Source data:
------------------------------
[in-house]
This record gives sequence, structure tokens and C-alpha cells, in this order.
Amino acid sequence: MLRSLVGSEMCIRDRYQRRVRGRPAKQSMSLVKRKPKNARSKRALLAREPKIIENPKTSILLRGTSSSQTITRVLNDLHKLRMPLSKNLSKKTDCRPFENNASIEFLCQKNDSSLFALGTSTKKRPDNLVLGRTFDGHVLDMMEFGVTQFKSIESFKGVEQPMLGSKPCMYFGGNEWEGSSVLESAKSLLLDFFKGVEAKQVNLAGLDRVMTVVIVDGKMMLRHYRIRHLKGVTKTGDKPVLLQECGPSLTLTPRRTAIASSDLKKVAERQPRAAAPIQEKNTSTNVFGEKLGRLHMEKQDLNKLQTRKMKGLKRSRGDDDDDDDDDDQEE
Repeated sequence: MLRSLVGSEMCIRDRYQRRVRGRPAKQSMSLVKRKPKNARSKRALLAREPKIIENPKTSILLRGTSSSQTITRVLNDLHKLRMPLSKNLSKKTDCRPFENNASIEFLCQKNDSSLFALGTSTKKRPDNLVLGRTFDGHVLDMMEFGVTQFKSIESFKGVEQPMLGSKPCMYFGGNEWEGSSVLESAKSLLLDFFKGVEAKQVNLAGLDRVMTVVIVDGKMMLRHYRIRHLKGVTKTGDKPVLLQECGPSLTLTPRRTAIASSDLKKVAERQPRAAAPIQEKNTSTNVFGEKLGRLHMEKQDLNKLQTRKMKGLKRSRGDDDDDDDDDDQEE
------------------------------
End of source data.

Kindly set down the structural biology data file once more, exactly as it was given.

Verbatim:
[in-house]
This record gives sequence, structure tokens and C-alpha cells, in this order.
Amino acid sequence: MLRSLVGSEMCIRDRYQRRVRGRPAKQSMSLVKRKPKNARSKRALLAREPKIIENPKTSILLRGTSSSQTITRVLNDLHKLRMPLSKNLSKKTDCRPFENNASIEFLCQKNDSSLFALGTSTKKRPDNLVLGRTFDGHVLDMMEFGVTQFKSIESFKGVEQPMLGSKPCMYFGGNEWEGSSVLESAKSLLLDFFKGVEAKQVNLAGLDRVMTVVIVDGKMMLRHYRIRHLKGVTKTGDKPVLLQECGPSLTLTPRRTAIASSDLKKVAERQPRAAAPIQEKNTSTNVFGEKLGRLHMEKQDLNKLQTRKMKGLKRSRGDDDDDDDDDDQEE
Repeated sequence: MLRSLVGSEMCIRDRYQRRVRGRPAKQSMSLVKRKPKNARSKRALLAREPKIIENPKTSILLRGTSSSQTITRVLNDLHKLRMPLSKNLSKKTDCRPFENNASIEFLCQKNDSSLFALGTSTKKRPDNLVLGRTFDGHVLDMMEFGVTQFKSIESFKGVEQPMLGSKPCMYFGGNEWEGSSVLESAKSLLLDFFKGVEAKQVNLAGLDRVMTVVIVDGKMMLRHYRIRHLKGVTKTGDKPVLLQECGPSLTLTPRRTAIASSDLKKVAERQPRAAAPIQEKNTSTNVFGEKLGRLHMEKQDLNKLQTRKMKGLKRSRGDDDDDDDDDDQEE